The first word kai means “and.” The second word theos means “God” and “ho” is the definitive article meaning “the.” The last Greek word means “word.” The Greek language indicates the subject by attaching the definite article to the subject. Therefore, ho logos is the subject and theos is the predicate. It is an error to translate this phrase as “the Word was a god” by arguing that the definite article does not appear before theos. It is also an error to insert the indefinite article before theos. It should be noted that the predicate confers on “the Word” the same substance, nature, or essence as the theos. That is, the Word has all of the attributes of God. Or put another way, the logos is just like theos in every way. If the definite article were attached to both the logos and theos, then the Greek would communicate that the logos and theos were one person. That is, there would be not a trinity that included God the Father and the Word – Jesus Christ. In the early Christian era this was known as the heresy of Sabellianism. The following quotes help to clarify the issue. They come from the biblical scholars B. F. Wescott and F. F. Bruce,
The predicate (God) stands emphatically first, as in iv. 4. It is necessarily without the article (qeos and not ho theos) inasmuch as it describes the nature of the’ Word and does not identify His Person. It would be pure Sabellianism to say “the Word was ho theos.” No idea of inferiority of nature is suggested by the form of expression, which simply affirms the true deity of the Word. Compare for the converse statement of the true humanity of Christ . . . On the other hand it will be noticed that “the Word” is placed in personal relation to “God” (ho theos) spoken of absolutely in the second clause; while in the third clause “the Word” is declared to be “God,” and so included in the unity of the Godhead. Thus we are led to conceive that the divine nature is essentially in the Son, and at the same time that the Son can be regarded, according to that which is His peculiar characteristic, in relation to God as God. He is the “image of God” . . . and not simply of the Father.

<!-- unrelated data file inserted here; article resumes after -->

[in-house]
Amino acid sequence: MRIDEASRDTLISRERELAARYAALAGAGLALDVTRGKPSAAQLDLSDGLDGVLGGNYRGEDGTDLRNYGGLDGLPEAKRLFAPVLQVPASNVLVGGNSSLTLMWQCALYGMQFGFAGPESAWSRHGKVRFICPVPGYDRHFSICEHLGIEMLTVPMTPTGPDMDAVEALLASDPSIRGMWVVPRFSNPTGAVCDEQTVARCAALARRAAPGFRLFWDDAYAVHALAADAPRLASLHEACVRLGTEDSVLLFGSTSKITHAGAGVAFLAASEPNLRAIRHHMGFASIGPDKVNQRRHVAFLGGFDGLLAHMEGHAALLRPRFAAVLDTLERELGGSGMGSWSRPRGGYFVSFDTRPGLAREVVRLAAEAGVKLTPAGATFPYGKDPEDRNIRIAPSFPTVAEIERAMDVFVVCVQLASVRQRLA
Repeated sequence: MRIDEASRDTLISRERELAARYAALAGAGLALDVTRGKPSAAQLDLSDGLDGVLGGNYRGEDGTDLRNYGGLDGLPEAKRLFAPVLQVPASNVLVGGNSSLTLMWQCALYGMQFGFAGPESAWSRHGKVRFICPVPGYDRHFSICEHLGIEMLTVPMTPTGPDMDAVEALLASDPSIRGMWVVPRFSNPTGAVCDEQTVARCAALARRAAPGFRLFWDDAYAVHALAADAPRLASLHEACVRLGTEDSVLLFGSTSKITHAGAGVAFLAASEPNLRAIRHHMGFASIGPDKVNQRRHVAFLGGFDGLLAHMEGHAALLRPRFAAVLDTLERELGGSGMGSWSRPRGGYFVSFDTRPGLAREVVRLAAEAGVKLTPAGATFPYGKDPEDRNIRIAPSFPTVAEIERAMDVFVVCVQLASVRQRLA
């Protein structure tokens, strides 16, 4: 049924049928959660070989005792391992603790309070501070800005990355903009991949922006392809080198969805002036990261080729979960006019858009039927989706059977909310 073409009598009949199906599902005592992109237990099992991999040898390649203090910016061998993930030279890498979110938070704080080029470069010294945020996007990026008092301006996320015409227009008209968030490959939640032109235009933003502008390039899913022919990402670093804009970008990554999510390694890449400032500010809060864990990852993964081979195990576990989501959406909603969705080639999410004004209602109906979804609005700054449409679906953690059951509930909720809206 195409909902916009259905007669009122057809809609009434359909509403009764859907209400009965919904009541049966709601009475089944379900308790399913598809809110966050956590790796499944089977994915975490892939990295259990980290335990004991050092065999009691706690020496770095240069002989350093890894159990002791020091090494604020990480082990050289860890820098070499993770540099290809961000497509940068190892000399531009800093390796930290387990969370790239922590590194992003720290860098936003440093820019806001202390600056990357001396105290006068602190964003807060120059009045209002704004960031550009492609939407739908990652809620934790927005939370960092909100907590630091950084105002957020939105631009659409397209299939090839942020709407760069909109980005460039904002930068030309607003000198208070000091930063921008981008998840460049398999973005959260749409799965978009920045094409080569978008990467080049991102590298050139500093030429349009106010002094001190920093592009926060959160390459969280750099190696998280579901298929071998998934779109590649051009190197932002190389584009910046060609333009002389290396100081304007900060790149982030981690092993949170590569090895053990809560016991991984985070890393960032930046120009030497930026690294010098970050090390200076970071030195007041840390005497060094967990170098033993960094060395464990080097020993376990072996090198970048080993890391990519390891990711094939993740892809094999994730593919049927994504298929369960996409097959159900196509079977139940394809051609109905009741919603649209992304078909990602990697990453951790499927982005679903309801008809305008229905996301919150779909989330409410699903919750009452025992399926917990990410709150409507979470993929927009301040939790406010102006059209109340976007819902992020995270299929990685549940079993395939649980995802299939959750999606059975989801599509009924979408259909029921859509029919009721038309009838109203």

The structure of the third clause in verse I, theos en ho logos, demands the translation “The Word was God.” Since logos has the article preceding it, it is marked out as the subject. The fact that theos is the first word after the conjunction kai (“and”) shows that the main emphasis of the clause lies on it. Had theos as well as logos been preceded by the article the meaning would have been that the Word was completely identical with God, which is impossible if the Word was also ‘with God’. What is meant is that the Word shared the nature and being of God, or (to use a piece of modern jargon) was an extension of the personality of God. The NEB paraphrase “what God was, the Word was,” brings out the meaning of the clause as successfully as a paraphrase can. John intends that the whole of his gospel shall be read in the light of this verse. The deeds and words of Jesus are the deeds and words of God; if this be not true, the book is blasphemous.”